• A.

      True

    • B.

      False

    Correct Answer
    A. True
    Explanation
    The statement is true because the Defective Premises Act is indeed one of the laws in the UK that pertains to electrical safety in domestic properties. However, it is important to note that there are other laws as well that also address electrical safety in domestic properties, making the statement accurate.

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  • 40. 

    According to the Consumer Protection Act 1987, the landlord has no liability relating to supply of electricity and correct functioning of equipment

    • A.

      True

    • B.

      False

    Correct Answer
    B. False
    Explanation
    According to the Consumer Protection Act 1987, the landlord does have liability relating to the supply of electricity and the correct functioning of equipment. This means that if there are any issues with the electricity supply or equipment in the rented property, the landlord is responsible for ensuring that they are in proper working condition and fixing any problems that may arise.

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  • 41. 

    The Defective Premises Act, 1972 defines electrical equipment which is supplied as a part of furnished accommodation, as hired/leased

    • A.

      True

    • B.

      False

    Correct Answer
    B. False
    Explanation
    The Defective Premises Act, 1972 does not define electrical equipment supplied as part of furnished accommodation as hired/leased. Therefore, the correct answer is False.

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  • 42. 

    A landlord is responsible to meet the "Repairing Standard" only at the start of tenancy contract

    • A.

      True

    • B.

      False

    Correct Answer
    B. False
    Explanation
    A landlord is not only responsible to meet the "Repairing Standard" at the start of the tenancy contract, but throughout the entire duration of the tenancy. This means that the landlord has an ongoing responsibility to ensure that the property is maintained and any necessary repairs are carried out promptly, regardless of when the tenancy started.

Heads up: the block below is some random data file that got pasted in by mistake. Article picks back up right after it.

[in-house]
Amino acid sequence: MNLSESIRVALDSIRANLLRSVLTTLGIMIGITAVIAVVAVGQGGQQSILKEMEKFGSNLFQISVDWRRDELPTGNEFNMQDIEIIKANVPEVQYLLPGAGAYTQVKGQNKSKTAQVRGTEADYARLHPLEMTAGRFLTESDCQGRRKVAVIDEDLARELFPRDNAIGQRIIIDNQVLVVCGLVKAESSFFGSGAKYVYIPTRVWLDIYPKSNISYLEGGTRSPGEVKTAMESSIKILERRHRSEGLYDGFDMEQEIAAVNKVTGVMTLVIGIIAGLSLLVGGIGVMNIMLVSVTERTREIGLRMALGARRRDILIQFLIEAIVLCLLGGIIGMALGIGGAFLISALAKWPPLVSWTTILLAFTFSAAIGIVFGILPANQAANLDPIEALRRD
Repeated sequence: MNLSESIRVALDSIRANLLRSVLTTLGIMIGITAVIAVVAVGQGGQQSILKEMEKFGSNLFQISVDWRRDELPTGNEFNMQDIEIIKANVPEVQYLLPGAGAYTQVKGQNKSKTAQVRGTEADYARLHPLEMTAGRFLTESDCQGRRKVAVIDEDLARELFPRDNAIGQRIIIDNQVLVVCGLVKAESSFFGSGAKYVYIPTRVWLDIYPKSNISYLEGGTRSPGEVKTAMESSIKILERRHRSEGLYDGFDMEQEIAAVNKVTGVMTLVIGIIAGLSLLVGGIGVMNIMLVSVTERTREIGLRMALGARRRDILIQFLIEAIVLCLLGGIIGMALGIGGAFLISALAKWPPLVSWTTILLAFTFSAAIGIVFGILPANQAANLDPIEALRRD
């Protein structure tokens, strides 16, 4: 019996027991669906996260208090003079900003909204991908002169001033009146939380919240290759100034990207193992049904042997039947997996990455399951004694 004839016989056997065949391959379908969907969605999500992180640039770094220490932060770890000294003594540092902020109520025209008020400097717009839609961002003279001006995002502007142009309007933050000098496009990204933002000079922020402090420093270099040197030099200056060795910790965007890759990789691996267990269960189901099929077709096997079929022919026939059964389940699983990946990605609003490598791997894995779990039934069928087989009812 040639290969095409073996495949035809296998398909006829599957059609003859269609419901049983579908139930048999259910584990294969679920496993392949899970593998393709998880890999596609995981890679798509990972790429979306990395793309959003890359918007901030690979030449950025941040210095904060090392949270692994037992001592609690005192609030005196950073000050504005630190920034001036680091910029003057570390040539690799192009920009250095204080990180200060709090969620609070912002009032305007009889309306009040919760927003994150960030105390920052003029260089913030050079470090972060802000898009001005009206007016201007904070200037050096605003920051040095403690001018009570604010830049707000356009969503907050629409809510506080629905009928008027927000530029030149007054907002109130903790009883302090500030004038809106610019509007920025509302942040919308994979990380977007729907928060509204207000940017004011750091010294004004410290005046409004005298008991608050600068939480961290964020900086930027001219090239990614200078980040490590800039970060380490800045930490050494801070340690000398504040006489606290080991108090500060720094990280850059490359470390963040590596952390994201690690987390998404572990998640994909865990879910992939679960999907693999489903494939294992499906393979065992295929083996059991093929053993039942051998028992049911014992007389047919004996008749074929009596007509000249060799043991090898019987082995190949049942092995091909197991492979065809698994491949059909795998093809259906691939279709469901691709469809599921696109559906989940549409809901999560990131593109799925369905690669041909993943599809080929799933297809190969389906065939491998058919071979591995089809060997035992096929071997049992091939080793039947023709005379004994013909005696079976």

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  • 43. 

    All properties with more than five residents is an HMO

    • A.

      True

    • B.

      False

    Correct Answer
    B. False
    Explanation
    The statement "All properties with more than five residents is an HMO" is false. The number of residents alone does not determine whether a property is classified as an HMO (House in Multiple Occupation). There are specific criteria that must be met, such as the number of storeys, the number of households, and the presence of shared facilities. Therefore, a property with more than five residents may or may not be an HMO depending on these additional factors.

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  • 44. 

    An HMO is a property which is rented to more than 4 unrelated tenants

    • A.

      True

    • B.

      False

    Correct Answer
    A. True
    Explanation
    An HMO, or House in Multiple Occupation, is a property that is rented to more than 4 unrelated tenants. This means that if there are more than 4 individuals living in the property who are not related to each other, then it is considered an HMO. Therefore, the statement "An HMO is a property which is rented to more than 4 unrelated tenants" is true.

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  • 45. 

    All properties with more than 3 storeys is defined as an HMO

    • A.

      True

    • B.

      False

    Correct Answer
    A. True
    Explanation
    The statement is true because an HMO (House in Multiple Occupation) is a property that is occupied by at least three people who are not from the same household and share common facilities like the kitchen or bathroom. Therefore, if a property has more than three storeys, it is more likely to have multiple occupants and meet the definition of an HMO.

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  • 46. 

    What does Part P of the Building Regulations relates to

    • A.

      Construction of garages